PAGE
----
Series so far:
In my previous post I mentioned some of the shortcomings with Amazon SimpleWorkflow (SWF) which drove me to create an extension library on top of the standard .Net SDK to make it easier to model workflows and business processes using SWF.
In this series of blog posts I’ll give you more examples of how to use the library to model workflows to be executed against the SWF service to take advantage of the reliable state management and task dispatch it offers, but none of the plumbing and boilerplate code you would have to deal with using the SDK.
Before we start looking at examples, let’s have a quick recap of the SWF terminologies:
- A workflow is a sequence of steps that are loosely strung together by the decisions the decider makes each time the state of the workflow changes. E.g. step 1 complete then schedule step 2 to commence.
- A workflow execution is an instance of a particular workflow currently being executed, many executions of the same workflow (identified by name and version) can be in flight at the same time. A workflow execution can be started with string as input and it can return string as output.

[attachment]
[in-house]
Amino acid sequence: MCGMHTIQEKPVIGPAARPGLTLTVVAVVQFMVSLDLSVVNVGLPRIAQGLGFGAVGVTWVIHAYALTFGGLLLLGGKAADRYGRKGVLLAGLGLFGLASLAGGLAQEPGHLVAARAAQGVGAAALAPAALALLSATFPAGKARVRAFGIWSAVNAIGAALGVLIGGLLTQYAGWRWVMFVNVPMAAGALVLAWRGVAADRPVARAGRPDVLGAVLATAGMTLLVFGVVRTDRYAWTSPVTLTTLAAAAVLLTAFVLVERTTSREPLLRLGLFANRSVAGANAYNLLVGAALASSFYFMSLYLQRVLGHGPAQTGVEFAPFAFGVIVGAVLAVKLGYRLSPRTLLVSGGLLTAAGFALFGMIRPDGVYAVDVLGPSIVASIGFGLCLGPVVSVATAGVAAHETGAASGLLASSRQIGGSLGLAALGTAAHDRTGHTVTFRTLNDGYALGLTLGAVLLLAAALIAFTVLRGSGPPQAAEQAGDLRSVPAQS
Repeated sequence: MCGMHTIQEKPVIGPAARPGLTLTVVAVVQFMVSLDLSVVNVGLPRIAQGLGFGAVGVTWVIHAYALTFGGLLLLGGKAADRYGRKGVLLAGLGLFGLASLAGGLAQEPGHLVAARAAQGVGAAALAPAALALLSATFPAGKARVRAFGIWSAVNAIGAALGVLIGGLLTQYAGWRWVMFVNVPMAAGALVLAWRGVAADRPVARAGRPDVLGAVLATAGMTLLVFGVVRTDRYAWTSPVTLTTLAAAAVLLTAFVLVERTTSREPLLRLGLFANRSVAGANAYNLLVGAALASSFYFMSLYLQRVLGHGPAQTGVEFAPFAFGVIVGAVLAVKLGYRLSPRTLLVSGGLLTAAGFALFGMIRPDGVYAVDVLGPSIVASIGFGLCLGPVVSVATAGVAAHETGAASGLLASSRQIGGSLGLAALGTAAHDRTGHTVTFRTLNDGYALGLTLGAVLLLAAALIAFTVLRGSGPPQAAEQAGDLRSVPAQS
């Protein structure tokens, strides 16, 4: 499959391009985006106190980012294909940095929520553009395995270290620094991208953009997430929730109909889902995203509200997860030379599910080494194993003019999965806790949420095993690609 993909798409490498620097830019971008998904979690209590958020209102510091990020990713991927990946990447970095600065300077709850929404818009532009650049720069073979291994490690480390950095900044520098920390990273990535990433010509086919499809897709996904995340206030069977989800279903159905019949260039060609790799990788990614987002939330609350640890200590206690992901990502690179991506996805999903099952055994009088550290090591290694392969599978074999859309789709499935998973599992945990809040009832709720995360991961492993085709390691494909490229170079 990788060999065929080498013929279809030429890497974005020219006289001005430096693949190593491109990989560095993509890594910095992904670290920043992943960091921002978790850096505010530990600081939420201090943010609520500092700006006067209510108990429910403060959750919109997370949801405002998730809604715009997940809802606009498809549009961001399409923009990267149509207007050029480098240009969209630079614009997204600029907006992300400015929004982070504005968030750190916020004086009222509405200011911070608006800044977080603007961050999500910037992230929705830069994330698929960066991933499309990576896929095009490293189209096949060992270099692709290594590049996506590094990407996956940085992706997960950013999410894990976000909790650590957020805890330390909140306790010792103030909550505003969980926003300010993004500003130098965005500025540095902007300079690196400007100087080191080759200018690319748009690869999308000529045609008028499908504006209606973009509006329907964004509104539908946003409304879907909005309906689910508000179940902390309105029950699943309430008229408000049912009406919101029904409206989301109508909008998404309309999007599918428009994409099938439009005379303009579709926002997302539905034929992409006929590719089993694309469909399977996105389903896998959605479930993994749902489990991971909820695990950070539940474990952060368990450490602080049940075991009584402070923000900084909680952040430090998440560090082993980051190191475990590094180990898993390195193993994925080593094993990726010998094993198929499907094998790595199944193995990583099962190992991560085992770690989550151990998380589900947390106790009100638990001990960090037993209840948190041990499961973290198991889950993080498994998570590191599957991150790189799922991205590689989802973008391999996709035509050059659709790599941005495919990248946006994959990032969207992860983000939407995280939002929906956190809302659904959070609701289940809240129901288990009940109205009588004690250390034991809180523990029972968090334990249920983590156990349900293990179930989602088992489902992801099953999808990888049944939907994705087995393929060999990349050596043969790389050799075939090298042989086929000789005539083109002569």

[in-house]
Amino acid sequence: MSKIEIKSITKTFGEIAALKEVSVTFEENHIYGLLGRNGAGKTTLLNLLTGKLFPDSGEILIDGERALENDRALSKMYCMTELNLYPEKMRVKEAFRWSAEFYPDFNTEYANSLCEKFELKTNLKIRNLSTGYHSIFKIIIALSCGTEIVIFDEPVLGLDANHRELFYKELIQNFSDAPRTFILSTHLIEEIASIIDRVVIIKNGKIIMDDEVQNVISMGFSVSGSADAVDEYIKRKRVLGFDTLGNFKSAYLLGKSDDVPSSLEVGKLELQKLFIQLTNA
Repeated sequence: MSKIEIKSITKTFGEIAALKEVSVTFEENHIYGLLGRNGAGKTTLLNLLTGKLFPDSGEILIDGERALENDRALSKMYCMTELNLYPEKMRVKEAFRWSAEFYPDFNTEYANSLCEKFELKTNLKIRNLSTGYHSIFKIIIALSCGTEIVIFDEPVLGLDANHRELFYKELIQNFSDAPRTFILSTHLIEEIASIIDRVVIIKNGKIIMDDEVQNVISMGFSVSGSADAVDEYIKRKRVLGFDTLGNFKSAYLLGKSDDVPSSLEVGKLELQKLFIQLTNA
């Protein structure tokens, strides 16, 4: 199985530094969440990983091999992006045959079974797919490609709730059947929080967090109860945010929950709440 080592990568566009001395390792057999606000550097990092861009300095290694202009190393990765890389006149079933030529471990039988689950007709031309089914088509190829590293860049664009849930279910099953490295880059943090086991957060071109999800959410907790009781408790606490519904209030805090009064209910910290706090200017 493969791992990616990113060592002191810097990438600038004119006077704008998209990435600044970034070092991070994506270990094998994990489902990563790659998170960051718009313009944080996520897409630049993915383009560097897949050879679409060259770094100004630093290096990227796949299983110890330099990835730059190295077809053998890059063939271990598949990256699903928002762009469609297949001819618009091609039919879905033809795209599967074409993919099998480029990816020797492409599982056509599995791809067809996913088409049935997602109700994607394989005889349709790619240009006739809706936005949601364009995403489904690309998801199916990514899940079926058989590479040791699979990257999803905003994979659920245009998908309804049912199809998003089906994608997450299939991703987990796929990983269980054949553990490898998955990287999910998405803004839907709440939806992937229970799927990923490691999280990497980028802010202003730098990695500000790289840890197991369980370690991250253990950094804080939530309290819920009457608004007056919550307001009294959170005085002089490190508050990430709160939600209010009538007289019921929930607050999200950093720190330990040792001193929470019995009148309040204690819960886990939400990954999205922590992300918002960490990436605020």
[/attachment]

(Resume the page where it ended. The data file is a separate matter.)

- A decision task is a task that is scheduled each time a workflow’s state changes.
- A decider is a component in your application which is responsible for polling SWF for decision tasks and respond with decisions. The sequence of steps that need to be performed by the workflow is ultimately determined by the decider.
- An activity task is a task that is scheduled by a decider, it takes a string as input (along with several other pieces of data which it can be scheduled with) and returns a string as result.
- An activity worker is a component in your application which is responsible for polling SWF for activity tasks and respond with completion or failure signals, as well as providing regular heartbeat signals. If the decider is responsible for scheduling work to be done, then the activity worker is responsible for doing the actual work.
- A child workflow is a workflow that is scheduled by the decider as a step in a workflow, similar to an activity.
- The decider is able to schedule both child workflows and activities for a single step in a workflow, whilst child workflows can be rerun as an independent unit of work, activities cannot be rerun independently outside of the context of a workflow.
- Both workflows and activities need to be registered with the SWF service before they can be used.
These are the most common concepts/components you’ll see in SWF, but there are also less commonly used (in my opinion at least) features such as: